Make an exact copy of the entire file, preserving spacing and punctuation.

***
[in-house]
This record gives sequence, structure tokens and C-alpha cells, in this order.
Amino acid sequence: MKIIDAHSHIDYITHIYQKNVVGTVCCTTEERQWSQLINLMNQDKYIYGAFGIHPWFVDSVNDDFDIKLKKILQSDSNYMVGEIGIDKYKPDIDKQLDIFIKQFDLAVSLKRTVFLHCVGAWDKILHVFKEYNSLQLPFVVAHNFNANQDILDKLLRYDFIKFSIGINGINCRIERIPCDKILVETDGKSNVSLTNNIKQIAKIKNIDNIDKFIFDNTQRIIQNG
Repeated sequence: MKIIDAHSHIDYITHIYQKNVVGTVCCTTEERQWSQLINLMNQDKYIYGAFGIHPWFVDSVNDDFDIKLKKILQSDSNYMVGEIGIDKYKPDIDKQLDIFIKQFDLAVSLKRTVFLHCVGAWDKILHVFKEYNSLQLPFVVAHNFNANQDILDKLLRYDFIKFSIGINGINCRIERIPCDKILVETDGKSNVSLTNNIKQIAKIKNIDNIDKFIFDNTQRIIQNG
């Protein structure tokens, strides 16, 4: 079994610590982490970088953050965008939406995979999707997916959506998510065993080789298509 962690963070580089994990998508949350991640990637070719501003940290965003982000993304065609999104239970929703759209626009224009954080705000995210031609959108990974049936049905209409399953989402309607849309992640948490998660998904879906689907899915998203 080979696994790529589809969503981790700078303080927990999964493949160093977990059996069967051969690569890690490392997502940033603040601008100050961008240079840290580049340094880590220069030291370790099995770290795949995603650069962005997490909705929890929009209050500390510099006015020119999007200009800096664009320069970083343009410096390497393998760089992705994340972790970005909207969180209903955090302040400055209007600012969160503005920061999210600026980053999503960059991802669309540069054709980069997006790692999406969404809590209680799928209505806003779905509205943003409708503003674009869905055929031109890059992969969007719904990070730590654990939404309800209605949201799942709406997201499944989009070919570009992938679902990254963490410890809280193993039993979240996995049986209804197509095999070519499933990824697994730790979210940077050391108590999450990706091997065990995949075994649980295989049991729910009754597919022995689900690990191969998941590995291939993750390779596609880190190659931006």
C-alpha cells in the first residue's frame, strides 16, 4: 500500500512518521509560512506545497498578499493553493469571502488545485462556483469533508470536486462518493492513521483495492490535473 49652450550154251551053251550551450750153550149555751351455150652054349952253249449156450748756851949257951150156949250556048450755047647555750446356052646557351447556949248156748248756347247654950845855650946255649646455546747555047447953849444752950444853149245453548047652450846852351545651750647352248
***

[in-house]
This record gives sequence, structure tokens and C-alpha cells, in this order.
Amino acid sequence: MKIIDAHSHIDYITHIYQKNVVGTVCCTTEERQWSQLINLMNQDKYIYGAFGIHPWFVDSVNDDFDIKLKKILQSDSNYMVGEIGIDKYKPDIDKQLDIFIKQFDLAVSLKRTVFLHCVGAWDKILHVFKEYNSLQLPFVVAHNFNANQDILDKLLRYDFIKFSIGINGINCRIERIPCDKILVETDGKSNVSLTNNIKQIAKIKNIDNIDKFIFDNTQRIIQNG
Repeated sequence: MKIIDAHSHIDYITHIYQKNVVGTVCCTTEERQWSQLINLMNQDKYIYGAFGIHPWFVDSVNDDFDIKLKKILQSDSNYMVGEIGIDKYKPDIDKQLDIFIKQFDLAVSLKRTVFLHCVGAWDKILHVFKEYNSLQLPFVVAHNFNANQDILDKLLRYDFIKFSIGINGINCRIERIPCDKILVETDGKSNVSLTNNIKQIAKIKNIDNIDKFIFDNTQRIIQNG
């Protein structure tokens, strides 16, 4: 079994610590982490970088953050965008939406995979999707997916959506998510065993080789298509 962690963070580089994990998508949350991640990637070719501003940290965003982000993304065609999104239970929703759209626009224009954080705000995210031609959108990974049936049905209409399953989402309607849309992640948490998660998904879906689907899915998203 080979696994790529589809969503981790700078303080927990999964493949160093977990059996069967051969690569890690490392997502940033603040601008100050961008240079840290580049340094880590220069030291370790099995770290795949995603650069962005997490909705929890929009209050500390510099006015020119999007200009800096664009320069970083343009410096390497393998760089992705994340972790970005909207969180209903955090302040400055209007600012969160503005920061999210600026980053999503960059991802669309540069054709980069997006790692999406969404809590209680799928209505806003779905509205943003409708503003674009869905055929031109890059992969969007719904990070730590654990939404309800209605949201799942709406997201499944989009070919570009992938679902990254963490410890809280193993039993979240996995049986209804197509095999070519499933990824697994730790979210940077050391108590999450990706091997065990995949075994649980295989049991729910009754597919022995689900690990191969998941590995291939993750390779596609880190190659931006």
C-alpha cells in the first residue's frame, strides 16, 4: 500500500512518521509560512506545497498578499493553493469571502488545485462556483469533508470536486462518493492513521483495492490535473 49652450550154251551053251550551450750153550149555751351455150652054349952253249449156450748756851949257951150156949250556048450755047647555750446356052646557351447556949248156748248756347247654950845855650946255649646455546747555047447953849444752950444853149245453548047652450846852351545651750647352248